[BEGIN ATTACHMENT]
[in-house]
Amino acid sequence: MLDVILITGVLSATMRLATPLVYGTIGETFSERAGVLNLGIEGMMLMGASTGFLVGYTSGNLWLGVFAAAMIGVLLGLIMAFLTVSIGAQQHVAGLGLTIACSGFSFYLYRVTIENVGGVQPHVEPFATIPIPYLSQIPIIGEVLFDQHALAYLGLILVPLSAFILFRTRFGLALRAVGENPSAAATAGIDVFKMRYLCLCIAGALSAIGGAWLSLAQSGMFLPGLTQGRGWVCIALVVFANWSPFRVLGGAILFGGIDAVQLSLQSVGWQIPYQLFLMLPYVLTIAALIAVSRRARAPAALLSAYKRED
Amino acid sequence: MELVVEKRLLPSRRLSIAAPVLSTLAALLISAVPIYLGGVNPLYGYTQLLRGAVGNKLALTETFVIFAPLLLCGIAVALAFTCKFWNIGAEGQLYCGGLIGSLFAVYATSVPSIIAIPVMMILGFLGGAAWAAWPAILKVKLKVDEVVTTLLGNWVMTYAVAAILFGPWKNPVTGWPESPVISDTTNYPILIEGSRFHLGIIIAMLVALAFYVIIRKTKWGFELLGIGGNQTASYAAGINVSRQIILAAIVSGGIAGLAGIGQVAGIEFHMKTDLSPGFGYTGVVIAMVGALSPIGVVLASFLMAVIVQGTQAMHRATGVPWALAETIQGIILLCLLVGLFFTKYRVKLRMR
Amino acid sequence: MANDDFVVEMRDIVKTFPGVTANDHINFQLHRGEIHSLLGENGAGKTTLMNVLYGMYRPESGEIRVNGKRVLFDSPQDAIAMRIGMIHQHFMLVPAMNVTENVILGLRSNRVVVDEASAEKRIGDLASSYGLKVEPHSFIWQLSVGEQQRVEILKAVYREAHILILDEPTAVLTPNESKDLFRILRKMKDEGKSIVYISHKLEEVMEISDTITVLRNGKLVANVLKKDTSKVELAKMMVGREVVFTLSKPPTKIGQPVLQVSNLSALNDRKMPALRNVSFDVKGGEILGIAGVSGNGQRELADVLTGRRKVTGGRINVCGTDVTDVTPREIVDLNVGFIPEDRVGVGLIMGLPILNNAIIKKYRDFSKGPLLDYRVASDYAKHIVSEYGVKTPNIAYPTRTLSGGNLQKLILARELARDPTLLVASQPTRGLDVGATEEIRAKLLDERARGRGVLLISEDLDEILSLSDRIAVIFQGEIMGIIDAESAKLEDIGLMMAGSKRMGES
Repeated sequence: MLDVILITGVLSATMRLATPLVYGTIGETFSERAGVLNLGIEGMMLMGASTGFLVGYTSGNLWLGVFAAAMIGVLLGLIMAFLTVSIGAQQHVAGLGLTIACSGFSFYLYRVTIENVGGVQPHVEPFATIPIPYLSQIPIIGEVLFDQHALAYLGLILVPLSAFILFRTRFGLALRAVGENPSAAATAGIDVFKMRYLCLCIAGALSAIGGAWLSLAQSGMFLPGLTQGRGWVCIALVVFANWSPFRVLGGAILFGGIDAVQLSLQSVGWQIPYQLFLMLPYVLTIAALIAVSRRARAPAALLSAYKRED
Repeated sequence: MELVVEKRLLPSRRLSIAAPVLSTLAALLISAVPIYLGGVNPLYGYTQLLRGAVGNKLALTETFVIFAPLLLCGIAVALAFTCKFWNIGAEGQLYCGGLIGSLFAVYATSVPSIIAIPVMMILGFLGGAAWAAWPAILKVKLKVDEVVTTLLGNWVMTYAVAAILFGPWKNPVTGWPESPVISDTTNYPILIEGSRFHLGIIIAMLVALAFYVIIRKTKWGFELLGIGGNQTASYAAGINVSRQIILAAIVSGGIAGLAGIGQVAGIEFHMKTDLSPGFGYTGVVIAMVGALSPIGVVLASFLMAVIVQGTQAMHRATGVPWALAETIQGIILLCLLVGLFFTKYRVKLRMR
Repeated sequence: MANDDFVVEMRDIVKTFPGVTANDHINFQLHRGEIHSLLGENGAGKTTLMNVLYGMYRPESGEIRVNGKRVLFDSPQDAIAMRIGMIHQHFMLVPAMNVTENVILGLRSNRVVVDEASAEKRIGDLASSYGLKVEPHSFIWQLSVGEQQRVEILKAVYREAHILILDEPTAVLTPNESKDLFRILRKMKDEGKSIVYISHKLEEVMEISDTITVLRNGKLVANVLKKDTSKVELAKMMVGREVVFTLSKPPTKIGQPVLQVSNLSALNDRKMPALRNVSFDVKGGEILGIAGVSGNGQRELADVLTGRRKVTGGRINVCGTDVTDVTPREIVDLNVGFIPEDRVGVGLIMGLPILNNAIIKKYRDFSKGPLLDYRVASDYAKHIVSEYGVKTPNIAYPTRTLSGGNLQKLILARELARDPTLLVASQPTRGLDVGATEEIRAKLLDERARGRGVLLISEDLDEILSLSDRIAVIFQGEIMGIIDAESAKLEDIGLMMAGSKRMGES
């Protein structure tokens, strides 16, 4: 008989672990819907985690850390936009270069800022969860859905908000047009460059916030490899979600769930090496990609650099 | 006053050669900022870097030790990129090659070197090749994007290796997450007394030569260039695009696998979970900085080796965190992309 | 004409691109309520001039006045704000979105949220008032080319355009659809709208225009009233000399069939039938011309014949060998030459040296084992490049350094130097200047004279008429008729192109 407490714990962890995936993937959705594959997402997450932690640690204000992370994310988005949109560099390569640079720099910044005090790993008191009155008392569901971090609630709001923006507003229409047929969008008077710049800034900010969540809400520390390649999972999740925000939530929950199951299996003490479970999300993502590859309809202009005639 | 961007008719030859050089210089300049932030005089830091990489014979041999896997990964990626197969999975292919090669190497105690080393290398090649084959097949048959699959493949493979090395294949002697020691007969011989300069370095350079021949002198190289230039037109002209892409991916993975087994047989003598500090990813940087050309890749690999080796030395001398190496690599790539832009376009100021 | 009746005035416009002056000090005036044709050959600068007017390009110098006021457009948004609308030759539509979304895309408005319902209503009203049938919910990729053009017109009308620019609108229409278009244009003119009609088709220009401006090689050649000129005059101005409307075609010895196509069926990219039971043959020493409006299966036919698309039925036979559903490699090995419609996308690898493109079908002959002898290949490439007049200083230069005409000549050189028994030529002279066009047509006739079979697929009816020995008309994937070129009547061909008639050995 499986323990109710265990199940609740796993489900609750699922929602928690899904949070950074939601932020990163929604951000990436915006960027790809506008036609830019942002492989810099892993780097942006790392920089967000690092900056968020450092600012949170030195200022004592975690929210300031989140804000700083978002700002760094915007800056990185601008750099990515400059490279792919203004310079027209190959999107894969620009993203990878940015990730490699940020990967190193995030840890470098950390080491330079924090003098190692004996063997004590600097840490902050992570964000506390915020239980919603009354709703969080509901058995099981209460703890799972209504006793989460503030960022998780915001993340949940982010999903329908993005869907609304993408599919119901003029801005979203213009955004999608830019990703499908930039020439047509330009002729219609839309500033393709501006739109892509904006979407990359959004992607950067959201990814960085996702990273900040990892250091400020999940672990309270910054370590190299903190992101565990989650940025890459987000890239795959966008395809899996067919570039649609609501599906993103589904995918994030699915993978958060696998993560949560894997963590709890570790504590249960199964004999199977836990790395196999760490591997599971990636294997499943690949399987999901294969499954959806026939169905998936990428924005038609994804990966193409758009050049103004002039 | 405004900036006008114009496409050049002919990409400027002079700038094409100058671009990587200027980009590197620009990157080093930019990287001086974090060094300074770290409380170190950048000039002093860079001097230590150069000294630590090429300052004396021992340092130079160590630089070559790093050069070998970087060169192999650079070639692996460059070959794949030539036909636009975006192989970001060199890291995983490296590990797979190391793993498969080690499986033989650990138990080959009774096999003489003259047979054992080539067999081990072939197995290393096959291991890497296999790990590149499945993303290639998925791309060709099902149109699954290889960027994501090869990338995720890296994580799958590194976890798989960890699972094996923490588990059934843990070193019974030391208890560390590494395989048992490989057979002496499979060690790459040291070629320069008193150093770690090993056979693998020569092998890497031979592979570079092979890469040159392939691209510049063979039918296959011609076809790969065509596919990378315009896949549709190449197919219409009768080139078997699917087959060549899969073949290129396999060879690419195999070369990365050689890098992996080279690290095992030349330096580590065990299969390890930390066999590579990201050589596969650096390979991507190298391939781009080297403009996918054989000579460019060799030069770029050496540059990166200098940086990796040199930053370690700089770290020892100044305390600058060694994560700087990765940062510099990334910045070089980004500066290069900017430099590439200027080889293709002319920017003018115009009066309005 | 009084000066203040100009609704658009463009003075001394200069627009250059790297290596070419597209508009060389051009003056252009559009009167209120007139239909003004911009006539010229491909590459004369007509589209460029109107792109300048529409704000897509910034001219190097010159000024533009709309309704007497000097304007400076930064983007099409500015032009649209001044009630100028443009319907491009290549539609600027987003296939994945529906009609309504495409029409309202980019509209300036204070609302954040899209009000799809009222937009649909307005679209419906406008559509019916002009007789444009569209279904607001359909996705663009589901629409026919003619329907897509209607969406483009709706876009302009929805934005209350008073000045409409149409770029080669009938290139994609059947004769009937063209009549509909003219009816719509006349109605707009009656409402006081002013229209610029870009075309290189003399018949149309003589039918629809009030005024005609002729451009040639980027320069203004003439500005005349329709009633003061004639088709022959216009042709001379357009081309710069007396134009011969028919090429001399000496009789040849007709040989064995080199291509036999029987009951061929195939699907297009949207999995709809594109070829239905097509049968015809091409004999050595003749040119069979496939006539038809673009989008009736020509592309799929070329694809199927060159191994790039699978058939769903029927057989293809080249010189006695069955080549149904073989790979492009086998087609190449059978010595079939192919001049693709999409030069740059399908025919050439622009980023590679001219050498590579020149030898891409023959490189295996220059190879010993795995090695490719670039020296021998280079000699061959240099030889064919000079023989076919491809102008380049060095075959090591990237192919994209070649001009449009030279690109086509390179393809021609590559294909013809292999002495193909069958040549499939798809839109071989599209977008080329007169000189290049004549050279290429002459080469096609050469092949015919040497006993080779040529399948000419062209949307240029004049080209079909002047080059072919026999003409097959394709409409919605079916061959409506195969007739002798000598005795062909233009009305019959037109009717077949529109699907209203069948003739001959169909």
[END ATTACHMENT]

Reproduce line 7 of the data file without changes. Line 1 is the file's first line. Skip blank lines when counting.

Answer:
Repeated sequence: MANDDFVVEMRDIVKTFPGVTANDHINFQLHRGEIHSLLGENGAGKTTLMNVLYGMYRPESGEIRVNGKRVLFDSPQDAIAMRIGMIHQHFMLVPAMNVTENVILGLRSNRVVVDEASAEKRIGDLASSYGLKVEPHSFIWQLSVGEQQRVEILKAVYREAHILILDEPTAVLTPNESKDLFRILRKMKDEGKSIVYISHKLEEVMEISDTITVLRNGKLVANVLKKDTSKVELAKMMVGREVVFTLSKPPTKIGQPVLQVSNLSALNDRKMPALRNVSFDVKGGEILGIAGVSGNGQRELADVLTGRRKVTGGRINVCGTDVTDVTPREIVDLNVGFIPEDRVGVGLIMGLPILNNAIIKKYRDFSKGPLLDYRVASDYAKHIVSEYGVKTPNIAYPTRTLSGGNLQKLILARELARDPTLLVASQPTRGLDVGATEEIRAKLLDERARGRGVLLISEDLDEILSLSDRIAVIFQGEIMGIIDAESAKLEDIGLMMAGSKRMGES